So these cherry preserves are stellar on their own, on a slice of white bread, wheat bread, french bread, or even a cute little plain scone. It's heaven. But naturally, I had to take it just a tiny step further and try it out with goat cheese - and not just any goat cheese, but Purple Haze from Cypress Grove Chevre, which has both lavender and fennel pollen to delicate flavor it. And WHOA. Especially the taste of the lavender is just an absolutely perfect complement to the sweet cherries - I think I couldn't have made a better match if I had tried. (Cypress Grove also makes the incredible humboldt fog goat cheese that I love.)
So hurry, before the cherry season passes you by, get yourself a cherry pitter and make these preserves. You will be SO glad that you captured the sweet taste of summer and you can indulge yourself a little bit by trying this with goat cheese too. It is also a perfect thing to share with friends or to bring for a summer picnic or party - how simple would it be to bring a jar of preserves, a disc of goat cheese, and french baguette? Your hostess would love you even more if you had an extra jar of sweet cherry preserves stashed away for her. Just sayin.
Oh, and one more thing. Make sure you have enough butter knives on hand for spreading the preserves. Normally my knives sit in the drawer, unused, but you would be amazed at how quickly the drawer becomes empty when there is are fresh fruit preserves in the house. Of course, then I can always resort to using a small spoon...
Sweet Cherry Preserves
This recipe doesn't have any extra added pectin - it only uses natural pectin from the fruits. If you want your jam to be thicker, think about adding some extra pectin to the recipe, but it wasn't necessary for my tastes. Also, in one of the batches of preserves I made, I added a bit of amaretto and I loved the way it heightened the cherry flavor.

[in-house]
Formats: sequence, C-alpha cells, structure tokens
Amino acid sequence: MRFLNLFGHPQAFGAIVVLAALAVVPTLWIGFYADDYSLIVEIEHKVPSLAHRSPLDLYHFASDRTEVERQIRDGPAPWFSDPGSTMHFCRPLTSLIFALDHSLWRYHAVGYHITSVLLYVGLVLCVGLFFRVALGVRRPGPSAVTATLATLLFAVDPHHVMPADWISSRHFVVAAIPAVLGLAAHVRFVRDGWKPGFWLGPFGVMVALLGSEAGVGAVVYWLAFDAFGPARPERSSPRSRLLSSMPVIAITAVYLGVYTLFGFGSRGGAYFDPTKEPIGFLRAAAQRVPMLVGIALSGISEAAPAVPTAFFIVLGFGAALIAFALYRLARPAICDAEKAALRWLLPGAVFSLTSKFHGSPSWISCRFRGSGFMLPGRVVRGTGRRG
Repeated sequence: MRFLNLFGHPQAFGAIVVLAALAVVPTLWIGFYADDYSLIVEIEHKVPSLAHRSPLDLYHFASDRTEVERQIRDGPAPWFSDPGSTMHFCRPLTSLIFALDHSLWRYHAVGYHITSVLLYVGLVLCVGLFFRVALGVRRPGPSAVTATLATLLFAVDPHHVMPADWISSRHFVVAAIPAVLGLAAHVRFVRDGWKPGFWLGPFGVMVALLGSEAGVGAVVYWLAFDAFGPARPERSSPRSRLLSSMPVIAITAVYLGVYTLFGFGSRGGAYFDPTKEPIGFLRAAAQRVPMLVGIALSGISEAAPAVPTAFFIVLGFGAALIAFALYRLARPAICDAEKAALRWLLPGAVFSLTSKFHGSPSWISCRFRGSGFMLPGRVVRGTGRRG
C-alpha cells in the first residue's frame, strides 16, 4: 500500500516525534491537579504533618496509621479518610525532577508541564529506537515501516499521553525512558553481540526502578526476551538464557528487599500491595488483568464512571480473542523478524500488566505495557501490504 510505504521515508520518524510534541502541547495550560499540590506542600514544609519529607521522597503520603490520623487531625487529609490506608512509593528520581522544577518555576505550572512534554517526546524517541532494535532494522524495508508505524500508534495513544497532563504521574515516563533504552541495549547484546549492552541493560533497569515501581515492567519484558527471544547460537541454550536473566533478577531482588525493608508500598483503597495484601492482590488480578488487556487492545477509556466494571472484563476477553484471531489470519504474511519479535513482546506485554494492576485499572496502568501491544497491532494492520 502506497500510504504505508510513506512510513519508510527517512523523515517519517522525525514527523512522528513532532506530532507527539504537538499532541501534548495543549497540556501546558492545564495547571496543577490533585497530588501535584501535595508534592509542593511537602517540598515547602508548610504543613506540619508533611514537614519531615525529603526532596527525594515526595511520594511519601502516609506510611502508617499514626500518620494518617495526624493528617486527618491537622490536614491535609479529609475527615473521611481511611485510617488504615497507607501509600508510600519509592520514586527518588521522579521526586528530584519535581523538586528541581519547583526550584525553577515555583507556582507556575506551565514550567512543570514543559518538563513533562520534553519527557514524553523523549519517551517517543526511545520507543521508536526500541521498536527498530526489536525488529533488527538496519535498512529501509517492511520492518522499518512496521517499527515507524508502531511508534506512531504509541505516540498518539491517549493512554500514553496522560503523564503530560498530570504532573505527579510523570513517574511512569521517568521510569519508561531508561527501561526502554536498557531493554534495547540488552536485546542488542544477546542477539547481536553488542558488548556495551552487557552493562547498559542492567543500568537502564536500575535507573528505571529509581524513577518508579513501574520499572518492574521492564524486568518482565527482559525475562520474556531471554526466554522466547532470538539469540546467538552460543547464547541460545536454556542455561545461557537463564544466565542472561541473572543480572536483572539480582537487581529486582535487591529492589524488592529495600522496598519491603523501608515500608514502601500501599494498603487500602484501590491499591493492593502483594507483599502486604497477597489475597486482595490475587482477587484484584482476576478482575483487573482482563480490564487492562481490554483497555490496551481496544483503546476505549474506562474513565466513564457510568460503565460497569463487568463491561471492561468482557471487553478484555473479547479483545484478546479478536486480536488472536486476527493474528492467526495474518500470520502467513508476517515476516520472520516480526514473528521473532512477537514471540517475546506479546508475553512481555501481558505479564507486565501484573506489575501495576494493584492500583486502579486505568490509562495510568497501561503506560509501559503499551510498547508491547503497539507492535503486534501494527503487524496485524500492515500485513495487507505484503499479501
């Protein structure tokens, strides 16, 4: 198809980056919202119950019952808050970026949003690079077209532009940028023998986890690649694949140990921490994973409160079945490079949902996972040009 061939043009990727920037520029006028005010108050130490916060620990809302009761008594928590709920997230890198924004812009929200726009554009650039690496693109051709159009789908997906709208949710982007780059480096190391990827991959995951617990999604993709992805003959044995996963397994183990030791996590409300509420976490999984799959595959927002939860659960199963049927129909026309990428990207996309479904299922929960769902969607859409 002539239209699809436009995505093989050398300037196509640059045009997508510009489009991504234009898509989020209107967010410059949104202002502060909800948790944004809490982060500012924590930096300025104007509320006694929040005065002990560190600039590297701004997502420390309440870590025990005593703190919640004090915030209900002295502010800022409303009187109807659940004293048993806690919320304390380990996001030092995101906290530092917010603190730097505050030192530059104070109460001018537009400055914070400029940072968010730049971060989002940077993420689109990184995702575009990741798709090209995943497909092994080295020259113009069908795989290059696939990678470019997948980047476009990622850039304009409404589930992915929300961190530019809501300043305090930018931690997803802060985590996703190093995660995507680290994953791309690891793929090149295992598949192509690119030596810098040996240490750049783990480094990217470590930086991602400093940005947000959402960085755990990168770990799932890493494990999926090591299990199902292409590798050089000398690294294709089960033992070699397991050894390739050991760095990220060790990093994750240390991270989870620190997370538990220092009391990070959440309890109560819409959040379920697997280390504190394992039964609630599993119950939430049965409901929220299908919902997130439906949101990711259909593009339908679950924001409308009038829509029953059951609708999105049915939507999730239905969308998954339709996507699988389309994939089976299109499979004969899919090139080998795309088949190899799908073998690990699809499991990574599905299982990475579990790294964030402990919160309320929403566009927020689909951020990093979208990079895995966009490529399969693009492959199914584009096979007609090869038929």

4 cups washed, pitted cherries; I have the Oxo Cherry Pitter and I love it
Juice of 1 large lemon or 2 small lemons
1/2 cup white sugar
1/2 cup brown sugar
1-2 tsp amaretto (optional)
Prepare cherries, then chop about 1/2 or 1/3 of them into rough pieces, and leave the others whole. Add all the cherries to a medium pot along with the lemon juice. Cook over medium heat, until they start bubbling, then continue to cook while stirring occasionally for about 20-25 minutes. Make sure you stir especially towards the end of that time so the juice on the bottom does not burn. As they are cooking, use a spoon to smash the whole cherries to release the juice and flatten them. (If you don't flatten them, they will stay really round and the preserves will not be very 'spreadable.')
After the cherries are fully cooked, add the sugar, stir to mix it in and dissolve it, then continue to cook over medium-high heat for another 5-7 minutes. (Again, be sure to stir, so the sugar and cherries don't burn.) After cooking, the juice should have started to 'gel' a bit and thicken so that it starts to coat the back of your spoon or ladle. Remove the preserves from heat, and test if they are done. If the preserves are not done, return them to the heat and cook them for a few more minutes, then test them again. When done, let the preserves cool slightly*, then transfer it to jars. Once they are cooled, they will keep refrigerated for several months.
*If you like, stir in some amaretto to enhance the flavor of the cherries.